Leeds nostalgia: Loiner who championed women’s rights

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Leeds Civic Trust is to unveil a blue plaque on the former home of Leeds-born suffragette and political activist Mary Gawthorpe (1881–1973). The plaque has been generously sponsored by members and friends of Leeds Civic Trust and the Bramley ward councillors.

The plaque will be unveiled by Dr Jill Liddington, an eminent historian, writer and Royal Historical Society Fellow. Dr Liddington has published many books, including Rebel Girls – Their Fight for the vote, Vanishing Vote as well as co-writing the influential One Hand Tied Behind Us: Rise of the Women’s Suffrage Movement.

Born in humble circumstances in a back-to-back house in Woodhouse, Leeds, Mary began her career as a teacher. With a growing passion for socialist politics and trade unionism, she grew increasingly interested in the women’s suffrage movement. Inspired by Christabel Pankhurst, she became an organiser for the Women’s Social and Political Union. Arrested several times for political activism and imprisoned in Holloway, Mary and her fellow suffragettes helped secure women’s right to vote.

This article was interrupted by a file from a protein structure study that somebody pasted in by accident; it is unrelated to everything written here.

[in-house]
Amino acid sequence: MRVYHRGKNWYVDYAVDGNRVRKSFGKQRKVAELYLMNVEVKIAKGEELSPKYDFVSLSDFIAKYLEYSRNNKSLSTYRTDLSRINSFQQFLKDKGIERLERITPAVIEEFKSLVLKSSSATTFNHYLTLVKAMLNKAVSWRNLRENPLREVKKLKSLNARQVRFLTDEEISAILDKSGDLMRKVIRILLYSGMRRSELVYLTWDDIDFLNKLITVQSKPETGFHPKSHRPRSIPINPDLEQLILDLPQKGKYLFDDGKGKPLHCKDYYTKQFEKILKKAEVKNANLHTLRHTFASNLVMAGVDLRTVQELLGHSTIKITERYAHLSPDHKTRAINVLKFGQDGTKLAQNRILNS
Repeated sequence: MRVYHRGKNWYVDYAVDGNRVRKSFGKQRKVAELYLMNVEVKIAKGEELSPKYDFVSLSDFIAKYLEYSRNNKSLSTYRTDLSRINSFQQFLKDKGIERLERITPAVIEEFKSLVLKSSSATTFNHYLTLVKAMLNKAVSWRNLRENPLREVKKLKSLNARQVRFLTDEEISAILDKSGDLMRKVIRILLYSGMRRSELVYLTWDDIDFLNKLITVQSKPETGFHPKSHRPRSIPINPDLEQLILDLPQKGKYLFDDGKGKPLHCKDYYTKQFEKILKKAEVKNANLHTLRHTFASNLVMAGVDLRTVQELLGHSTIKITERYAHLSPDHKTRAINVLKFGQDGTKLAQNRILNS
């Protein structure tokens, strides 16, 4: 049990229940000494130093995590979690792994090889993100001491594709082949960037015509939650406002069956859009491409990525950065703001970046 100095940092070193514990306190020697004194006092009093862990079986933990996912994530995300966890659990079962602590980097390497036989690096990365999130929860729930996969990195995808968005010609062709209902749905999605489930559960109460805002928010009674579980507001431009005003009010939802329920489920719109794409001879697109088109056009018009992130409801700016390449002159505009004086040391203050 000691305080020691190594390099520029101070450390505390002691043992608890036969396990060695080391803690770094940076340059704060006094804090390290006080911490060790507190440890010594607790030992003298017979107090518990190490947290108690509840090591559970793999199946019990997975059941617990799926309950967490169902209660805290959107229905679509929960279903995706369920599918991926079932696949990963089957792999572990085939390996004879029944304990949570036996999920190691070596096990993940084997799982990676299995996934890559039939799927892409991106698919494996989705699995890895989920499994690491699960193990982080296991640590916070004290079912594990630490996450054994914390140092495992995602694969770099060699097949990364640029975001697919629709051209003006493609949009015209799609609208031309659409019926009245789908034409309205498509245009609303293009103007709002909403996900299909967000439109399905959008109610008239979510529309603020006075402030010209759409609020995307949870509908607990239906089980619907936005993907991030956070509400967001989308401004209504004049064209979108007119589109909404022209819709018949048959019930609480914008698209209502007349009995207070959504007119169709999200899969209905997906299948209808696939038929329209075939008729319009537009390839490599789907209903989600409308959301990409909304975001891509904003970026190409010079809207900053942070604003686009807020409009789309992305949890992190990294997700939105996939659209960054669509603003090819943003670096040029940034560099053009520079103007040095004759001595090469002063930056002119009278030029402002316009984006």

Lynda Kitching, Chair of Leeds Civic Trust, said: “Mary Gawthorpe from humble beginning was a remarkable activist and organiser working closely with women of much higher social status in the suffrage movement. This plaque is an important addition to those we already have for influential Leeds women such as Leonora Cohen, Ellen Heaton, Isabella Ford and Gertrude Paul.”

Mary Gawthorpe was born at 5 Melville Street (a demolished Woodhouse back-to-back) in January 1881, the third of five children. Her father was a leatherworker at Jackson’s Tannery and also worked as an election agent.

At the age of 13, Mary, took the examination for a high school scholarship. She was awarded a two year scholarship but no maintenance money. Her family could not afford this expense, so she became a pupil-teacher – a student one day and a pupil-teacher the next.

She studied late every evening during her four years in this role. In 1899 she passed the Queen’s Scholarship, and won a place at college, but could not afford to go, she decided to teach by day and study by night. She became an Assistant Mistress at St. Luke’s Boys School, Beeston Hill (demolished 1970s). She passed her final training certificate in 1902. Now 21 she rented a house in Beeston Hill – at 6 Southmount Terrace. Initially her alcoholic father came too but soon announced that he was going back to Woodhouse, Mary saw this as a definitive break and rented a smaller house in Fulham St with her mother and brother.